One of the pieces that Thompson wrote during the pandemic lockdown is called “Freedom Ring,” it celebrates Juneteenth being made a national holiday. Thompson also wrote a piece called “Morning,” which evokes the feeling of that time of day and the hope that it brings.

“Musicians, artists, we have a kind of a responsibility to make people feel better, to bring a little love to the situation, most of all to bring people together, and I find that music is something that does that,” Thompson said.

Music has been part of Thompson’s life for as long as he can remember. Growing up, he sang in a church choir and listened to his mother’s eclectic record collection, everything from the New York Philharmonic, to Duke Ellington and Hank Williams. Many of his friend’s fathers were professional musicians and Thompson remembers helping out his neighbor who was a blue’s musician set for shows.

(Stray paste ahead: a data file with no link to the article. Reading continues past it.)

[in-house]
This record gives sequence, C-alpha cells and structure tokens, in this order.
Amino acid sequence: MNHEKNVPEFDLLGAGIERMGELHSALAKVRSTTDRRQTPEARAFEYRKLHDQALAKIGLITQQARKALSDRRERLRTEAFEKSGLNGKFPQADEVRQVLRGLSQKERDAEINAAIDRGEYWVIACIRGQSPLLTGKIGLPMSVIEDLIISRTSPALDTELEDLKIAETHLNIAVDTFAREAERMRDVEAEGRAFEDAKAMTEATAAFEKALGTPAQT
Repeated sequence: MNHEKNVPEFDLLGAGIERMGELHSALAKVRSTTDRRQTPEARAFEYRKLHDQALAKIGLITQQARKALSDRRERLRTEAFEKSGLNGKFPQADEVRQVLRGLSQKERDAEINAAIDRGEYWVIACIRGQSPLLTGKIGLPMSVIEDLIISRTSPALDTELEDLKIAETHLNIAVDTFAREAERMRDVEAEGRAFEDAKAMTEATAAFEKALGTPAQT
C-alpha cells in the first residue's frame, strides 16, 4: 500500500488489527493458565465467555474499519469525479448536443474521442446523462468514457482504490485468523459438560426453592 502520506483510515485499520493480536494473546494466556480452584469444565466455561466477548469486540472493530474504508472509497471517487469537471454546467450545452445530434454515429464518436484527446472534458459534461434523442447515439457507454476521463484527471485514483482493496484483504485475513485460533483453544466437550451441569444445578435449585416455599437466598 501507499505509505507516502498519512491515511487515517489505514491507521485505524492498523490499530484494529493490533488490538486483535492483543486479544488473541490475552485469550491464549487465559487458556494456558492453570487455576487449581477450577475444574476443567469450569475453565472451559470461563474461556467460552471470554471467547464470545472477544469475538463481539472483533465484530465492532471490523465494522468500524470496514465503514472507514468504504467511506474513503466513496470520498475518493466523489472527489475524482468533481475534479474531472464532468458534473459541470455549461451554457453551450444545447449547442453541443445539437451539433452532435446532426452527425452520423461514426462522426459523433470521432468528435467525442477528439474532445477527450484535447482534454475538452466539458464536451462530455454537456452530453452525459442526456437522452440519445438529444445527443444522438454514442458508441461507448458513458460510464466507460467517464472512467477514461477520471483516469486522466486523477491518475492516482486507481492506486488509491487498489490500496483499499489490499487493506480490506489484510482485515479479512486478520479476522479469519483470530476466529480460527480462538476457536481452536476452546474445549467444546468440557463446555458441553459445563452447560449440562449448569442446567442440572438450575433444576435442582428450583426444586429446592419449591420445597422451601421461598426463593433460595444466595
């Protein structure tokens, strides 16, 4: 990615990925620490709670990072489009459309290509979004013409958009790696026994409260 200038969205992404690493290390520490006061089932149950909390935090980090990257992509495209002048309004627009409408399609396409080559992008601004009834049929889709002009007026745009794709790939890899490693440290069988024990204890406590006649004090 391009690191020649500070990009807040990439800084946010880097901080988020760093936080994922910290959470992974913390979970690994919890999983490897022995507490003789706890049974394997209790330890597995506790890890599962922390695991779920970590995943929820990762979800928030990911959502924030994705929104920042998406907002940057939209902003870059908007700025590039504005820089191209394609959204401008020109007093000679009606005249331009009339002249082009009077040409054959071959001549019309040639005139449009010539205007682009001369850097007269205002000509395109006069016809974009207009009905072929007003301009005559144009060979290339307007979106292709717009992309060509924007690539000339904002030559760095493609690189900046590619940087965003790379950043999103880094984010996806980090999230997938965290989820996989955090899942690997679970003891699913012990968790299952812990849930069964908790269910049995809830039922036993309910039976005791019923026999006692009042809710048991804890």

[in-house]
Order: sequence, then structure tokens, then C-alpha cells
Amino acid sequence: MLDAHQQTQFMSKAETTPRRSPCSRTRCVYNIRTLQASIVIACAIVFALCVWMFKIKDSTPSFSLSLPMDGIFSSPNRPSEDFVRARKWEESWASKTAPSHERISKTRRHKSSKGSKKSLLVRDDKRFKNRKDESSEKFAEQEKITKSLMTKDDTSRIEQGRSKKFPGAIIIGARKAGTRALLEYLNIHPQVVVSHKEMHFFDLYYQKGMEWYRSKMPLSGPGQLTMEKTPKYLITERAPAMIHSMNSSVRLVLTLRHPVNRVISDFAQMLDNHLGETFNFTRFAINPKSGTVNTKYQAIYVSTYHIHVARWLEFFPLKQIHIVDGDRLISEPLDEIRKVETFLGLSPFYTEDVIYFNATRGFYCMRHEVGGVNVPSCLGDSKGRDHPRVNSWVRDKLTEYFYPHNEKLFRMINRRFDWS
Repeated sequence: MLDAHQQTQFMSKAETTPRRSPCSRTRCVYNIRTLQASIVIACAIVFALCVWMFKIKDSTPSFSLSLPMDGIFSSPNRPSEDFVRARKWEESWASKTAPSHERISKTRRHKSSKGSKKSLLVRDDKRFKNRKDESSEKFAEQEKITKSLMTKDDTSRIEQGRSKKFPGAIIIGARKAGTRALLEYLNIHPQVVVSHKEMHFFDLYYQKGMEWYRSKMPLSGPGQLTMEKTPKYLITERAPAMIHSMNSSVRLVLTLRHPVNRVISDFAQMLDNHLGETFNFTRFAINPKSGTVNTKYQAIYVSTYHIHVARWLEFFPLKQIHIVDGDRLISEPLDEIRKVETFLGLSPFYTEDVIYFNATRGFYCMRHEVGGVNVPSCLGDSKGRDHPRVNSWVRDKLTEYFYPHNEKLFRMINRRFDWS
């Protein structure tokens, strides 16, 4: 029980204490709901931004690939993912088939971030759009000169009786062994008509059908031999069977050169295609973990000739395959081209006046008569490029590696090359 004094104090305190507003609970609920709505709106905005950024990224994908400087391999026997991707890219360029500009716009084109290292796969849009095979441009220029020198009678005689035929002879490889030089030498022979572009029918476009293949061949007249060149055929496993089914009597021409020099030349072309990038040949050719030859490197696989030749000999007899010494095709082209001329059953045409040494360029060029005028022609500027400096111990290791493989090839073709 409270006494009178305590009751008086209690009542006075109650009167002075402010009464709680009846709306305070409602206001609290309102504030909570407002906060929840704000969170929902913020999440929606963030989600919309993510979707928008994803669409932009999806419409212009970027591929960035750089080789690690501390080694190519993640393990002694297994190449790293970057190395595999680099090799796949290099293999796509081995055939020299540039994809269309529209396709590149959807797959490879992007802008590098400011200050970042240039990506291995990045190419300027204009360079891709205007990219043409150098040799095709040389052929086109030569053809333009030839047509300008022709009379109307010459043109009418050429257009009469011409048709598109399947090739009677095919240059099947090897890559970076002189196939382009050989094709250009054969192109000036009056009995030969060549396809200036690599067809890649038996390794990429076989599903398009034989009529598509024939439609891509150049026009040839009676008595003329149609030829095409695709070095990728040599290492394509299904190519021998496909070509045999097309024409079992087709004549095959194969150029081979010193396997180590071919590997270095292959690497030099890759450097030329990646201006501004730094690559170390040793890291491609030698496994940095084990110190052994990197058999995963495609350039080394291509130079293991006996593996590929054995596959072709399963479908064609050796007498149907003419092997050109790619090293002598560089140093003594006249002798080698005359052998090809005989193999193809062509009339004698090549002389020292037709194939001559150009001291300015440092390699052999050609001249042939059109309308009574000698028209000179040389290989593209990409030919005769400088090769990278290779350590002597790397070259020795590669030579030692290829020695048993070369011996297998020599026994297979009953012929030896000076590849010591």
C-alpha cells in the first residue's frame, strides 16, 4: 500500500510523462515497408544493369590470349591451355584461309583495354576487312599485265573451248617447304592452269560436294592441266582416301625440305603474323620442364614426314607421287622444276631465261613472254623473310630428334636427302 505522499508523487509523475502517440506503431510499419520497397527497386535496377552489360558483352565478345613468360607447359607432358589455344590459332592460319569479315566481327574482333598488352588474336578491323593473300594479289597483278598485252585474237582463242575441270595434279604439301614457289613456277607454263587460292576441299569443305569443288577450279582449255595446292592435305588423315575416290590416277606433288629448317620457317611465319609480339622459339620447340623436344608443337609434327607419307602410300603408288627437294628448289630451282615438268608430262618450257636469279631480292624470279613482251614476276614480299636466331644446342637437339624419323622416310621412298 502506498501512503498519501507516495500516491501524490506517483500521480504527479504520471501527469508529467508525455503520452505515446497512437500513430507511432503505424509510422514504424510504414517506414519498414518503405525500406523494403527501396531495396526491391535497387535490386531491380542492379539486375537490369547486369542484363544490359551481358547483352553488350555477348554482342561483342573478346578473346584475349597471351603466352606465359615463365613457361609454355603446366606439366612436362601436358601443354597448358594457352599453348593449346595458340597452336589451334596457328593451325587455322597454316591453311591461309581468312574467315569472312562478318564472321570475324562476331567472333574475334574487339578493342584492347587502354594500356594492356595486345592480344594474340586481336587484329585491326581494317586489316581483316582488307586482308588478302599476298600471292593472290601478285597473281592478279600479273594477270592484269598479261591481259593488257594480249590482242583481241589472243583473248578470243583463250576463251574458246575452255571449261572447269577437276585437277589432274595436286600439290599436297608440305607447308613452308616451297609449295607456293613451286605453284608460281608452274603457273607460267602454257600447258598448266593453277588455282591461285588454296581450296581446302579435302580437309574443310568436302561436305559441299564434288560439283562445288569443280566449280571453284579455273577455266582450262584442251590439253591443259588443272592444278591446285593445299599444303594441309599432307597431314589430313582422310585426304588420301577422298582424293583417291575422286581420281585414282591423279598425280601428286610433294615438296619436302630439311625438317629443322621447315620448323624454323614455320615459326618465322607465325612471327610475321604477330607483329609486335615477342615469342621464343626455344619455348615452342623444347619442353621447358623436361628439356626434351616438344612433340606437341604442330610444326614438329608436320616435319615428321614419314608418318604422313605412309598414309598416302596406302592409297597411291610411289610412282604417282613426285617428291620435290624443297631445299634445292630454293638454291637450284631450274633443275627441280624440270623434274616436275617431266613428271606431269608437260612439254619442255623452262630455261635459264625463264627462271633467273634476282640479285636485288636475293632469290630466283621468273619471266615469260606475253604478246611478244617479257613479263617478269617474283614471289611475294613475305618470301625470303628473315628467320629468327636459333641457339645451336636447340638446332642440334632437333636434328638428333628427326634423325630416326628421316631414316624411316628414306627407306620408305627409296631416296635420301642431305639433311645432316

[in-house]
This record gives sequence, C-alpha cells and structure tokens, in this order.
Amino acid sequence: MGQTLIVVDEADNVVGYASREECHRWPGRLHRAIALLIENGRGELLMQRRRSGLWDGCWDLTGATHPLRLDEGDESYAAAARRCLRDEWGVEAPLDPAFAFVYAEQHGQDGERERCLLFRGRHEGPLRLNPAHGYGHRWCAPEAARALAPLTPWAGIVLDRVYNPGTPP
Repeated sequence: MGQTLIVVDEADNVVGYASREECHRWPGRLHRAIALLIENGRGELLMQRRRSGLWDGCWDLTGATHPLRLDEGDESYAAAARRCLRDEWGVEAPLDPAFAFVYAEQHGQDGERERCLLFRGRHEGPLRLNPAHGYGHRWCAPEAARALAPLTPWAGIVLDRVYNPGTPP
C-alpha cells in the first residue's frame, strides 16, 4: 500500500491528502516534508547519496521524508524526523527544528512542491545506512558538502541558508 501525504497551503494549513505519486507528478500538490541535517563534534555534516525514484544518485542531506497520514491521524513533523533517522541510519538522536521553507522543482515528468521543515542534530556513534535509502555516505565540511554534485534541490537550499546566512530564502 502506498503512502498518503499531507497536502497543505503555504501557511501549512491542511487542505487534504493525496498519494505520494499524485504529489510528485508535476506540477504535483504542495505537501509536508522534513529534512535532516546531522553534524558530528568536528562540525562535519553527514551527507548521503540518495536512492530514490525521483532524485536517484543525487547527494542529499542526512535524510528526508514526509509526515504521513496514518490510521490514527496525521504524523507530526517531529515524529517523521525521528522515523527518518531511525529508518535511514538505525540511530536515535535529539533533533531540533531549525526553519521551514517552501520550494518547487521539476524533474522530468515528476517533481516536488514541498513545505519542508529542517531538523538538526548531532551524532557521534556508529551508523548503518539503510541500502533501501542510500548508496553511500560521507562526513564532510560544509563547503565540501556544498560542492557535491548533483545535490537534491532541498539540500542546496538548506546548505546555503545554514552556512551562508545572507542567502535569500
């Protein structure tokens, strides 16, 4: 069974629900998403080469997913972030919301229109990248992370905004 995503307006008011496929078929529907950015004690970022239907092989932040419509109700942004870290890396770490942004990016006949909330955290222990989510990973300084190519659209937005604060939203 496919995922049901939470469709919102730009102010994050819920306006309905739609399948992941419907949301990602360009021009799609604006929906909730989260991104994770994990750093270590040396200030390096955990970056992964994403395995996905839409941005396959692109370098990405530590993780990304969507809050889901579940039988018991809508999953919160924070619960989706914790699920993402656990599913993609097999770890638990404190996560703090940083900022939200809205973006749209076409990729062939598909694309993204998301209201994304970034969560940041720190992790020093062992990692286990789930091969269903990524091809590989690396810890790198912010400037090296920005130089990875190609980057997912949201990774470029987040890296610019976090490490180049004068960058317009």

At age 15, Thompson and a few friends formed a doo-wop group called The Chanters, with Thompson singing bass. They signed a record deal with King Records and produced eight singles and one album. They had a few hits that received radio play in the mid-Atlantic region.

“That was a thrill, it was just great,” Thompson said. “At that time record stores used to have speakers outside of the stores to draw people in. We passed a record store and they had our music blasting out onto the sidewalks. That was an exciting time.”

In the mid 1960s, Thompson moved to West Virginia to attend the then West Virginia State College to study music. He started off with trumpet, but switched to piano after seeing the need for one in a five piece jazz band on campus.